The clock is ticking for holiday returns

FRED FLETCHER-FIERRO (HOST) : It’s Morning Edition on KRPS. I’m Fred Fletcher Fierro after Christmas returns are a reality for many of us, but did you know that companies aren’t legally binded to accept returns unless the item is defective or misrepresented, which can be difficult to prove. Joining me this morning is Stephanie Garland, Regional Director of the Better Business Bureau in Springfield, Missouri, to learn about some of the best practices when attempting to return a holiday purchase. Good morning, Stephanie.

STEPHANIE (GUEST) : Good morning.

Stephanie Garland, Regional Director of the Better Business Bureau in Springfield, MO

FRED : Luckily in our household we only had one thing that we needed to return and it just depended on the size and Kohls would take that back. But you know, when I was writing up notes for this, I was surprised to find out that companies, even if you order the wrong size, they’re not legally binded to accept a return.

STEPHANIE : Isn’t that interesting. A lot of people think a company automatically is.

FRED : Yeah, that is really interesting, in fact, there are some things I have ordered off a large company that is named after large river in south America and they wouldn’t accept my returns. It was something that I worked from my house.

It happened to be smoke detectors and there’s two types. This is kind of detailed, but there’s two types of sockets and smoke detectors that either have the wrong kind and they wouldn’t take the return back. So I had to sell them through another retailer. But what are some of the best practices for a holiday returns?

STEPHANIE : If there is a company that does take them back, know store policies. So if you’ve already received it and Santa didn’t get you exactly what you were asking for. And you want to go ahead and take it back, you need to know how long does the return apply. If the store does have a return policy, usually it’s only going to be 30 days.

You need to understand exactly what’s happening. So make sure that you have details if your product has a warranty. So most of the electronics home appliances, even mattresses, they come with warranties that are supposed to be fulfilled with the manufacturer, not the retailer. So when you go ahead and you contact the retailer, they may say, well, actually you need to take it up with, um, just to name a manufacturer GE for example.

So you need to find out how the returns and repairs are handled. If an item stops working or needs your placements. Well, the retailer actually shipped the item directly to the manufacturer for you. Well, you need to deal with the manufacturer directly, uh, understanding how you’re going to have to go about that is key.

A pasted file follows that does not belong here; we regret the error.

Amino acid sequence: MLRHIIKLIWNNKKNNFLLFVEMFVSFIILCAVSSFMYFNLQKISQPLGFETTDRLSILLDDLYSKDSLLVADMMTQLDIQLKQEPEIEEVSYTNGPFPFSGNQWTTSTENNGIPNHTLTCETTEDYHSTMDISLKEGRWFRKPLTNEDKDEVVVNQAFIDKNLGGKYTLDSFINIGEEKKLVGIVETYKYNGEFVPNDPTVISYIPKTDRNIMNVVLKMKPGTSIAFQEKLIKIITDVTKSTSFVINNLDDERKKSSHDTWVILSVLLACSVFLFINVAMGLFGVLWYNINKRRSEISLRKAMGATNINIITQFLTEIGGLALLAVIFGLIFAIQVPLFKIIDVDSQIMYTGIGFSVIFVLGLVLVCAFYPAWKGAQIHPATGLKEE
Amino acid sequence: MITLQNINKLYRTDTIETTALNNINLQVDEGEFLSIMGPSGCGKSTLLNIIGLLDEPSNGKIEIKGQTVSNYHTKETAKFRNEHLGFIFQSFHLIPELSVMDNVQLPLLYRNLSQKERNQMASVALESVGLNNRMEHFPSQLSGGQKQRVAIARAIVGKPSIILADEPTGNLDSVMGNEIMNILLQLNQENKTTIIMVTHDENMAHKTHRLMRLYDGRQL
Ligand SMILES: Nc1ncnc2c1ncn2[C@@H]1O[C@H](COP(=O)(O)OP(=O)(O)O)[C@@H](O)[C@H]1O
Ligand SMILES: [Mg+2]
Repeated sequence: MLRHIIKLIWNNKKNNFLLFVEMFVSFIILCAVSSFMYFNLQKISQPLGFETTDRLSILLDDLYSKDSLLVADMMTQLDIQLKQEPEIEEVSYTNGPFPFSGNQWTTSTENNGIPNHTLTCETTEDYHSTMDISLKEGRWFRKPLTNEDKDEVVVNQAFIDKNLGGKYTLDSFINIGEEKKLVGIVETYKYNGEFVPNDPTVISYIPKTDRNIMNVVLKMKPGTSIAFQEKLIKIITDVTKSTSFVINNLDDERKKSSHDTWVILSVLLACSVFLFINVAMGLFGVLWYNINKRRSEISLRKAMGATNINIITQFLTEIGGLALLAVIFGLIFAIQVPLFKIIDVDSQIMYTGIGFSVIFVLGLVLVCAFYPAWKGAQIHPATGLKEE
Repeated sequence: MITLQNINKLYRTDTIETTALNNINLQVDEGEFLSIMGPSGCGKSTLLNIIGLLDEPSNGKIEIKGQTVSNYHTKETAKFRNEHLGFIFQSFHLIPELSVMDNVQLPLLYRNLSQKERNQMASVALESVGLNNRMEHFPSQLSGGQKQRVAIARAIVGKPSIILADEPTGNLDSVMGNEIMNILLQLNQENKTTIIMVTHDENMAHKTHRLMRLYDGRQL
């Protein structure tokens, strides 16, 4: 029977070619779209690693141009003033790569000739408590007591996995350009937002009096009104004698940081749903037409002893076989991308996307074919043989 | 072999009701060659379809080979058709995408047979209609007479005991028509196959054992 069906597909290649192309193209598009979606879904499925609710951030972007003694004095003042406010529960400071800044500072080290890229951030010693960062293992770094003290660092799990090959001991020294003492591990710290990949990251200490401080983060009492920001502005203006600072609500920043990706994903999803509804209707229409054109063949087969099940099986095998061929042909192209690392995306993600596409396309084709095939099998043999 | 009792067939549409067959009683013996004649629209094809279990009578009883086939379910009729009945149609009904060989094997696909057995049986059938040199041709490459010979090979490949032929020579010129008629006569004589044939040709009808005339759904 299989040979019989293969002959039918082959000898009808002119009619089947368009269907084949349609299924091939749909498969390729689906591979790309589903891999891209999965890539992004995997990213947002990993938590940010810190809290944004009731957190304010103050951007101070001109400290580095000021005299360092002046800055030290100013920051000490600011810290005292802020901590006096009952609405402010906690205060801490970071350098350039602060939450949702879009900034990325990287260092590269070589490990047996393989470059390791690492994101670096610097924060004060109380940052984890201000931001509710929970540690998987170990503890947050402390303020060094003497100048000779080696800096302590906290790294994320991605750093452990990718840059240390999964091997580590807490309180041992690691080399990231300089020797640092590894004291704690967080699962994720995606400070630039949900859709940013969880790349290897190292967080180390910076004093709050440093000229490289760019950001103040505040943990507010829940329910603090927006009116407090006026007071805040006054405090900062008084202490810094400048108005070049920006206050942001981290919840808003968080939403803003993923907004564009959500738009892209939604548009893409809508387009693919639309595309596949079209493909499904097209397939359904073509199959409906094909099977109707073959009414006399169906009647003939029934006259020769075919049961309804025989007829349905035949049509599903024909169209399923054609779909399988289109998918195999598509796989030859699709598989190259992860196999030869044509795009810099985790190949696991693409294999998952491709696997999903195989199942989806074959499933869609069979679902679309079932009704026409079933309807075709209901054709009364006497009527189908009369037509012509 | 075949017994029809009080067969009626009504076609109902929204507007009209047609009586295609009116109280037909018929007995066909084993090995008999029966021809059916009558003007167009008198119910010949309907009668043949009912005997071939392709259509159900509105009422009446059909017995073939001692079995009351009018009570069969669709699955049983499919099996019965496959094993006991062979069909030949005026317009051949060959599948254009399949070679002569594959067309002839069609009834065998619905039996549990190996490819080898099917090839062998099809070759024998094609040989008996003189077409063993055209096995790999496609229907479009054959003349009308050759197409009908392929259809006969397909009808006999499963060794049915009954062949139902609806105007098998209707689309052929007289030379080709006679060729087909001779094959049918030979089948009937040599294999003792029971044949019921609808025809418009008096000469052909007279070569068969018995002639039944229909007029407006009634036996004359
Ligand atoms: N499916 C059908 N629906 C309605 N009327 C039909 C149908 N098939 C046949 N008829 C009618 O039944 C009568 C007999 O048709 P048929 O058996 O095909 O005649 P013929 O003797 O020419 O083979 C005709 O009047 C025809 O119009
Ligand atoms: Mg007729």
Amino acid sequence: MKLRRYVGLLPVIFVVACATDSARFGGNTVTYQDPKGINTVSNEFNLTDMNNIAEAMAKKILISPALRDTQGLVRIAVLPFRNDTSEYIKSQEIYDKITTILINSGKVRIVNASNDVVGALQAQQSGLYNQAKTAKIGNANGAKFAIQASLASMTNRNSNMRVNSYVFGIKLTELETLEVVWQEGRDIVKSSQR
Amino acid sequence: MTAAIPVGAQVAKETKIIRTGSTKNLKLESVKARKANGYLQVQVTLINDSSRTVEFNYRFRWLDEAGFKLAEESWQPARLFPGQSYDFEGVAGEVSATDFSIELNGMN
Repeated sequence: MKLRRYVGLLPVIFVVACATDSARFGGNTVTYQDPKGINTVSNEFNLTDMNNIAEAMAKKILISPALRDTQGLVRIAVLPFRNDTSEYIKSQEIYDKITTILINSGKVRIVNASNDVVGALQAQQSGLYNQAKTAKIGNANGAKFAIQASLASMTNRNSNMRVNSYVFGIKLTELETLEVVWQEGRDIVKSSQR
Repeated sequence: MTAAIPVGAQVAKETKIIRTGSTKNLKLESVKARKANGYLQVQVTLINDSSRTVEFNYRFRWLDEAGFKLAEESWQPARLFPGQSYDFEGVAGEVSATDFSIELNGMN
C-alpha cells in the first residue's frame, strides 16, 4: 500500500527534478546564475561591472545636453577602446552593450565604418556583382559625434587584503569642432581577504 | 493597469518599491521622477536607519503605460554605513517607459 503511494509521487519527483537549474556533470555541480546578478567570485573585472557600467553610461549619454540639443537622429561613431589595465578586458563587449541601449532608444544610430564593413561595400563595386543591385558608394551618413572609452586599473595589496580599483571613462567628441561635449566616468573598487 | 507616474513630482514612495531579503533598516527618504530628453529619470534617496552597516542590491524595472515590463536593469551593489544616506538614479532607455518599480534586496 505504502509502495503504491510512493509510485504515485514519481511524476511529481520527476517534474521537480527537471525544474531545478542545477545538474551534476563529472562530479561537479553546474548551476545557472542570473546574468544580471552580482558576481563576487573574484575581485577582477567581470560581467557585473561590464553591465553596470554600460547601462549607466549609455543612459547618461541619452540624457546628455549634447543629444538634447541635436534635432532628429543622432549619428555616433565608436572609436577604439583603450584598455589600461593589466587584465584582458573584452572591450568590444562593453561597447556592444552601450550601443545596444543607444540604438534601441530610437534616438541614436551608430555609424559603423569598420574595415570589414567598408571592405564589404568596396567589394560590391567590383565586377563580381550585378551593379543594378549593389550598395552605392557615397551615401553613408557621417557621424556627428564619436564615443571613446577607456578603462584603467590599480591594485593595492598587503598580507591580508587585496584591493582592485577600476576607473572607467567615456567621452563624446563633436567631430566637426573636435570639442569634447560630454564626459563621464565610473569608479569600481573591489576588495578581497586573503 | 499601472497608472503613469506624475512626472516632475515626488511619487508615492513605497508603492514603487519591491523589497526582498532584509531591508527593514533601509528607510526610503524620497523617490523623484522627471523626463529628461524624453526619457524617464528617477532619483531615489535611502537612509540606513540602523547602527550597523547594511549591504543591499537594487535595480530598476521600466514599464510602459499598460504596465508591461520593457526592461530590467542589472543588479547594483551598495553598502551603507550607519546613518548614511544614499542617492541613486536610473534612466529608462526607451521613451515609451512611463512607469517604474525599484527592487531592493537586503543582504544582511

Keep your receipt and package.Make sure that you’re not just giving it away and you’re not going to have that information available. Bring your ID in order to avoid holiday return scams, many stores may ask to see your ID. When you return an item, sometimes retailers require you to bring your ID and the original form of payment.

Make your returns in a timely fashion, almost all of their return policies. They are valid during a specific time period.Some stores actually modify their return period during the holidays. So again, don’t risk your chance to make your return. Also know that COVID-19 has changed a lot of the things that we do and the way that people operate and the way businesses.

So, if you’re going ahead and you’re doing something where you can do a curbside return, that might be something that’s available or perhaps even some stores will not accept your return if you’re after 30 days. So just make sure you’re reading the fine print and you’re looking for any kind of COVID-19 clauses that are in there.

I think a lot of us focus on a return policy of a retailer we made a purchase from, but it’s also helpful to remember that the manufacturer of the item also has.Return policy and some kind of warranty on it, but what can you tell me about manufacturer return policies?

STEPHANIE : So you need to read carefully when you purchase something, whether it’s a big ticket item that could be really hard to get right now, like a dishwasher, or a fridge.

Maybe even a washer or dryer, these big ticket items you need to read carefully and see is the warranty good for 90 days or is it good for a year? Usually at least it’s a year for something that’s $800 or more. So you need to make sure that your understanding of how long that’s going to last and you’re contacting them in advance if you’re having problems so that it does fall within the warranty period, time period.

FRED : Stephanie Garland, Regional Director of the Better Business Bureau in Springfield, Missouri. Thank you for speaking with me this morning.

FRED : Stephanie Garland, Regional Director of the Better Business Bureau in Springfield, Missouri. Thank you for speaking with me this morning.

STEPHANIE : Thank you


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